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Underwater Photo/Video Buyer’s Guide – Spring 2023
By DPG Editorial Staff, April 1, 2023 @ 06:00 AM (EST)

The chicks and bunnies are bouncing in the fields, the weather is showing some signs of improvement (sort of), and your wintry feelings of lethargy and malaise are gradually beginning to wear off. That’s right, folks, spring has officially sprung—in the Northern Hemisphere anyway. And that can only mean one thing: It’s time to welcome another edition of our Underwater Photo/Video Buyer’s Guide!

Of course, we know you know that you can dip into DPG’s comprehensive Underwater Photo/Video Equipment Guide anytime you like, but we’re still keen to bring you these essential quarterly summaries of the latest and greatest imaging equipment to hit the market. Friends, the season of growth and renewal is finally upon us—it’s time you grew and renewed your underwater imaging gear! 


  1. Interchangeable-Lens Cameras
  2. Fixed-Lens Cameras
  3. Lighting
  4. Accessories

When purchasing underwater photography equipment like the products mentioned in this article, please support DPG by supporting our retail partner—Backscatter.



1. Interchangeable-Lens Cameras

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Sony a7R Mark V

While rivals are still working on their "mark IIIs,” Sony is staying ahead of the game with the fifth iteration of the popular high-resolution model in the Alpha 7 range. The a7R V sticks with the same 61MP sensor found in the Mark IV, and instead turns its attention to autofocus, with a new “deep learning” AI focusing system powered by the new Bionz XR processor. Other niceties include improved in-body image stabilization, the impressive 9.44 M-dot EVF found in the Alpha 1, and new 8K/24p and 4K/60p video recording. $3,900 | www.sony.com | www.backscatter.com


Who Should Buy It?

That images from the a7R V measure 9,504 by 6,336 pixels is an impressive thing, but the fact that you can shoot them at 10fps for well over 500 uncompressed RAW files is downright extraordinary. If megapixels matter to you, the a7R V leaves mainstream rivals Nikon and Canon—with their puny sensors topping out at 45MP—in the dust.

Housing Options

  • Ikelite: The external differences between models in the a7 series are generally very slight, and Ikelite discovered that the new a7R V fits snugly in their a7 IV housing with only very minor changes. The housing now comes with the camera mount and control modification required to accommodate the a7R V. Otherwise, it’s the same tried-and-true formula Ikelite shooters know and love: robust ABS-PC blend body and transparent back, out-of-the-box manual electrical strobe triggering (with optional TTL), and very competitive pricing. $1,845 | www.ikelite.com | www.backscatter.com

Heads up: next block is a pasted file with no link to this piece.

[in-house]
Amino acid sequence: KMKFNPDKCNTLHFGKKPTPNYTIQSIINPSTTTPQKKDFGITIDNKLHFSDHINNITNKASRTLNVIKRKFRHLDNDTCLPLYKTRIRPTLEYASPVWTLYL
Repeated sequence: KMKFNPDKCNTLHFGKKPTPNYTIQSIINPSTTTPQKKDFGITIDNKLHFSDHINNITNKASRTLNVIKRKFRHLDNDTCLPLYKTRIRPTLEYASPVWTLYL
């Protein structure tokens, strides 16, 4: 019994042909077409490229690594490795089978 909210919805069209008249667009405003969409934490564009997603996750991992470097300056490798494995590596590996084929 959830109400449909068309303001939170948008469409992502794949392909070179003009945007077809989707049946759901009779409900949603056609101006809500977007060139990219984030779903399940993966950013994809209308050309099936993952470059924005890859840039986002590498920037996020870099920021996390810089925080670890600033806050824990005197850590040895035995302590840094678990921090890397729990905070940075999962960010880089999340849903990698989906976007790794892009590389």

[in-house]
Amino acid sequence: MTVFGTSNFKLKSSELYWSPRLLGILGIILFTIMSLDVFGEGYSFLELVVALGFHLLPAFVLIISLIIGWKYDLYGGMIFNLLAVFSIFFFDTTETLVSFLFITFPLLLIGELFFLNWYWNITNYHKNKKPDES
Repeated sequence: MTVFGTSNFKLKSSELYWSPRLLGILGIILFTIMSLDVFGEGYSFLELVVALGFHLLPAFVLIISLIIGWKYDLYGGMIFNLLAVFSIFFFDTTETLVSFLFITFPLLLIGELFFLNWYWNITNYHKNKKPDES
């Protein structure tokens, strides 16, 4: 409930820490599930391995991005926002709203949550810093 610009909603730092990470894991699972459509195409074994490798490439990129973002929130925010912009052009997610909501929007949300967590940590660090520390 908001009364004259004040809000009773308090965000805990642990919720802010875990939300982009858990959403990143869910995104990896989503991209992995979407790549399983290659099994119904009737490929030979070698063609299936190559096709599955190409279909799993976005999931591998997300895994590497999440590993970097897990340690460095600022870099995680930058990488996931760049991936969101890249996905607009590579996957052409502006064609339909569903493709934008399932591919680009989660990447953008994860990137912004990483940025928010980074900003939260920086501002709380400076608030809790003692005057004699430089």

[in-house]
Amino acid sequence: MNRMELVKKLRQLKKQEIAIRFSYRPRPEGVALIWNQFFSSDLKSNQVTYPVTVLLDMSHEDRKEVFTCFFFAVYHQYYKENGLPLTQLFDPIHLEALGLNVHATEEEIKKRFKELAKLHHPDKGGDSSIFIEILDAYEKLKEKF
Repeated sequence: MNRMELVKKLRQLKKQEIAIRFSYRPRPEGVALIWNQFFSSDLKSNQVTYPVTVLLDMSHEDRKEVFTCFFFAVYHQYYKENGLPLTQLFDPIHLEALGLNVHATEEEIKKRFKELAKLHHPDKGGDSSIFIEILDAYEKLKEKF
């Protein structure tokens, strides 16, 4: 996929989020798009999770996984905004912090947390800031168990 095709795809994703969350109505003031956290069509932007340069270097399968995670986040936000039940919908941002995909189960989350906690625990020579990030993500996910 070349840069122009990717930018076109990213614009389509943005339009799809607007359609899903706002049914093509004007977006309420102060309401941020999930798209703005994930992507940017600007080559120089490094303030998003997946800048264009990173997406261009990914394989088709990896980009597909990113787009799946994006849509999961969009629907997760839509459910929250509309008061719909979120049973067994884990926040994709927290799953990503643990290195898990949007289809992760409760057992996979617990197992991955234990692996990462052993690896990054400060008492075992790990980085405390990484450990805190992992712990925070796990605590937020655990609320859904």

• Sea&Sea: As the name MDX-αU suggests, Sea&Sea are taking the compatibility thing to another level. Their “universal” Sony Alpha housing supports six different models (with the addition, in some cases, of simple customization kits), including the a1, a9 II, a7S III, a7 IV, a7R IV, and of course, the new a7R V. Once you’re set up, you can enjoy the housing’s ergonomic controls, fiber-optic strobe triggering in TTL or manual modes, and peace of mind with the now-included leak alarm. $5,000 | www.seaandsea.jp | www.backscatter.com

Canon EOS R6 Mark II

With its 45MP sensor and 8K video, the R5 stole the limelight when it was unveiled in mid-2020, overshadowing its lower-resolution sibling, the R6, released alongside it. But as it turned out, it was the R6 that was first to get an upgrade worthy of a “Mark II” sticker. Nearly every area of the original camera has been improved, from the resolution bump to 24.2 megapixels (while maintaining the 12fps burst speed of the Mark I) to the 4K/60p 10-bit 4:2:2 oversampled video capture with no crop (as opposed to the slight crop of the Mark I). It even borrows the AI-powered autofocus system from the high-end R3. $2,500 | www.canon.com | www.backscatter.com

Who Should Buy It?

The R6 Mark II is a strong contender for ultimate enthusiast-level full-frame mirrorless camera. For a reasonably affordable price, you get a camera that can do almost everything very well, with very little to complain about. If there’s one caveat, it’s the sensor resolution, but poster-sized prints aside, there should be enough megapixels for most.

Housing Options

  • Ikelite: While Canon made the strange decision to move the power switch from the left side on the Mark I to the right side on the Mark II (and have a new switch for toggling between stills and video in the same position where the on/off switch used to be), Ikelite’s housing still works with either model—they have just included a pair of camera mounts for use with either the Mark I or the Mark II. Otherwise, you’re getting all the usual Ikelite benefits: ABS-PC body with transparent back, Dry Lock (DL) port system, and the option of TTL flash exposure using one or two compatible Ikelite DS-series strobes when you add the company’s TTL converter. $1,795 | www.ikelite.com | www.backscatter.com